Russia’s court-appointed temporary administrator of the Yukos oil company, Eduard Rebgun, announced on April 3 that he would invalidate any sale of the Yukos assets in Lithuania to any party. Rebgun claims to hold “full legal rights” to authorize or block transactions involving Yukos property or shares, whether in Russia or abroad. He specifically warned that he would immediately nullify any sale-and-purchase agreement between Yukos and the Lithuanian government regarding the Mazeikiai oil refinery and associated enterprises. Yukos holds a 53.7% stake in the complex, its last remaining asset abroad.
Rebgun claims to be acting in the interest of creditors, which include the Russian state (based on retroactive “tax claims” against Yukos) and Western banks that had lent to Yukos prior to the company’s destruction by the Kremlin. The warning from Moscow cannot be regarded as originating with an independent court or as a part of due legal process. It looks, rather, like a state-ordered attempt to derail the negotiations between Yukos and Lithuania as they have reached the end-game phase. It equally aims to derail Lithuania’s ongoing negotiations with non-Russian oil companies that are interested in re-purchasing the Yukos assets from Lithuania, in the planned second stage of the transaction.
This situation partly explains the timing of the Russian authorities’ decision to appoint a temporary administrator for Yukos on March 28 and his announcement the following day that his jurisdiction extends to Yukos assets outside Russia. Technically, the Yukos majority stake in Mazeikiai belongs to the Netherlands-registered Yukos International company. Yukos itself handles the negotiations with Lithuania out of the company’s London headquarters. The Moscow headquarters no longer recognizes the authority of the company’s president, Steven Theede, now based in London.
On March 31, Theede appointed the company’s legal department chief Vasily Alexanian in Moscow to the newly created post of executive vice-president and delegated to him the powers of company president. However, the Russian authorities seem to favor the rival headquarters in Moscow, “Yukos RM,” under Anatoly Nazarov. Meanwhile Alexanian has been indicted and is being questioned by the Prosecutor General’s Office and a Moscow civil court on retroactive charges stemming from operations in the 1990s — the method that was used to destroy Yukos in the first place.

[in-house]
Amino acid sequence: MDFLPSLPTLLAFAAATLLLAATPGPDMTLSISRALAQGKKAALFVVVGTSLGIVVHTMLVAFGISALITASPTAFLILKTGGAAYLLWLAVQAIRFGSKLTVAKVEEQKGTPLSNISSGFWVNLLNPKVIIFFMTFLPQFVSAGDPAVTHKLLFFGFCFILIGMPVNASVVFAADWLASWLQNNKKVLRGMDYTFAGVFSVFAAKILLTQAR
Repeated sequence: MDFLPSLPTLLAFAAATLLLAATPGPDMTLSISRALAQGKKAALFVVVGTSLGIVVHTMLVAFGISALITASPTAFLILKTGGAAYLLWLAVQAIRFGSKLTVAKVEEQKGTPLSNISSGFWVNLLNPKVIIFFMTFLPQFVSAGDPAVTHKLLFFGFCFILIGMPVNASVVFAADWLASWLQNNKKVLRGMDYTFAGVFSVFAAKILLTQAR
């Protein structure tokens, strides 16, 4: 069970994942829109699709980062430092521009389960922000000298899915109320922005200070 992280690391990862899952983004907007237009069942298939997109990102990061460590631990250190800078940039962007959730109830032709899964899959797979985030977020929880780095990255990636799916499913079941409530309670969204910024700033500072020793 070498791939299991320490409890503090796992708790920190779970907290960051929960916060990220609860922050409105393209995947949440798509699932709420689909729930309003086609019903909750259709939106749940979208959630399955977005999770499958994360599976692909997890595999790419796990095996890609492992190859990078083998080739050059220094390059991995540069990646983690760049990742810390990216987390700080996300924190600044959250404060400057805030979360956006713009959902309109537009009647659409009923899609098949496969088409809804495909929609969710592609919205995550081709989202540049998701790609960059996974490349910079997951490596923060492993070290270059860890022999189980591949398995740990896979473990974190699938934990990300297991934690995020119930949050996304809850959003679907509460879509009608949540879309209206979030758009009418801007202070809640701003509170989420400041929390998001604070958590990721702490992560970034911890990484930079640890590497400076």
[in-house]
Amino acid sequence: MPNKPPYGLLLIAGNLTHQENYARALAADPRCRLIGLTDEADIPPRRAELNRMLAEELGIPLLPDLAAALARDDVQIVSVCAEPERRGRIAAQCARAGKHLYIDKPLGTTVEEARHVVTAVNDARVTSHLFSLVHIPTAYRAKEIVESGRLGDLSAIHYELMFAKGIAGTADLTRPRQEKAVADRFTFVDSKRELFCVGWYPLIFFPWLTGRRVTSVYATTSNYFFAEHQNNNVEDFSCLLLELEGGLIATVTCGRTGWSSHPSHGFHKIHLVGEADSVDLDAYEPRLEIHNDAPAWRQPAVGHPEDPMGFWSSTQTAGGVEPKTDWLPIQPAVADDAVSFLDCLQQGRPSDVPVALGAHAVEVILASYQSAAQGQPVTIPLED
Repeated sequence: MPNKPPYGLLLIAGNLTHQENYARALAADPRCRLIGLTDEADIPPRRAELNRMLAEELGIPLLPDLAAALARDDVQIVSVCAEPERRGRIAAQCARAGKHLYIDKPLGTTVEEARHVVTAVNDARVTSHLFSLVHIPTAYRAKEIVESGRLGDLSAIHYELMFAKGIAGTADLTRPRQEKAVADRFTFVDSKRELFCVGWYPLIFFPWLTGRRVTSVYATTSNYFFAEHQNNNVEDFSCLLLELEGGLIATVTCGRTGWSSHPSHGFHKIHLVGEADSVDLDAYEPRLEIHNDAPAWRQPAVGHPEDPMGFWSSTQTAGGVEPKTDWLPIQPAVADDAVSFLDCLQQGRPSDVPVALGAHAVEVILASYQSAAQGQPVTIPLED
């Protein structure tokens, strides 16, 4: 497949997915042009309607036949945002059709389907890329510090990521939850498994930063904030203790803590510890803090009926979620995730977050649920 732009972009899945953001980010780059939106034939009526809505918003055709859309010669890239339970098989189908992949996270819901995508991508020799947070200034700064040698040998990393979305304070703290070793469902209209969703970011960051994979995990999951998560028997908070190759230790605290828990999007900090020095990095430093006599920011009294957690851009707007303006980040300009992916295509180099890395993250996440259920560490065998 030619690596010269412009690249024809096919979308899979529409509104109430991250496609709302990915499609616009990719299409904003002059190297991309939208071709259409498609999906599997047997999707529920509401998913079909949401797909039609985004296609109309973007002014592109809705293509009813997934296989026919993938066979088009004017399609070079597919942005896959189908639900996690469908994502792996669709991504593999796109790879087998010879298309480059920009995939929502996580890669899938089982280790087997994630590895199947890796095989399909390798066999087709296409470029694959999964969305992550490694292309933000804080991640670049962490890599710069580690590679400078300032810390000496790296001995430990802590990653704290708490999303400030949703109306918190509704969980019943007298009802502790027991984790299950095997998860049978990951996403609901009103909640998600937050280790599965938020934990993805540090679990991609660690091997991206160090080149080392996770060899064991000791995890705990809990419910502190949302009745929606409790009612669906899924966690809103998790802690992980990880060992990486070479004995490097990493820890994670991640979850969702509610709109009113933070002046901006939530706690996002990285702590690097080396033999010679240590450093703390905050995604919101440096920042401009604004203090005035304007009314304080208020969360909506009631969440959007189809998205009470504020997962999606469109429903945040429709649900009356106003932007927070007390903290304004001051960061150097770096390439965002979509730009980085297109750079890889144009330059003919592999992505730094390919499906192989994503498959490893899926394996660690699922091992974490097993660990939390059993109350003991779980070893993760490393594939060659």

That same day, legal consultants in Britain and the Netherlands advised the Lithuanian government that the Moscow arbitration court and the temporary administrator appointed by that court do not have jurisdiction over Yukos assets outside Russia. This finding corroborates that of Lithuanian legal consultants.
However, the signing of a sale-and-purchase agreement is being held up by issues that had been thought to have been conclusively settled between Lithuania and the London headquarters of Yukos. According to Lithuanian Prime Minister Algirdas Brazauskas, Theede seeks to revise the understanding they had reached on the price of the Yukos stake in Mazeikiai. That price is credibly reported to have been agreed last year at $1.2 billion and has been communicated to the second-stage bidders. The planned two-stage bidding process may collapse if Yukos raises the price on Lithuania.
The looming impasse raises the possibility that Lithuania may nationalize the Yukos stake as a measure of last resort to avoid a hostile takeover or buyout by a Kremlin-approved company. Rosneft and Lukoil are among candidates for such a move. Some Lithuanian parliament members, such as Economics Committee chairman Vytas Navickas, opine that nationalization would be criticized internationally and would damage Lithuania’s image. However, the government and parliament can cite strong arguments for nationalization on grounds of national security, if it becomes necessary to avoid capture of Mazeikiai by some unfriendly entity not chosen by Lithuania.
The Mazeikiai complex includes the refinery with a design processing capacity of 15 million tons of crude annually; the 255 kilometers supply pipeline to the refinery; a 92 kilometer pipeline to the Butinge maritime terminal; and that state-of-the art terminal (completed in 2001 by the Oklahoma-based Williams International company) with a capacity of 14 million tons annually and capable of accepting tankers of 150,000 tons capacity. This complex is Lithuania’s most lucrative business enterprise and the top taxpayer in the country. This fact, along with the political context in the region, should justify taking national security considerations into account in the negotiations on Mazeikiai’s ownership.
(BNS, Interfax, March 31-April 3; see EDM, March 17, April 3)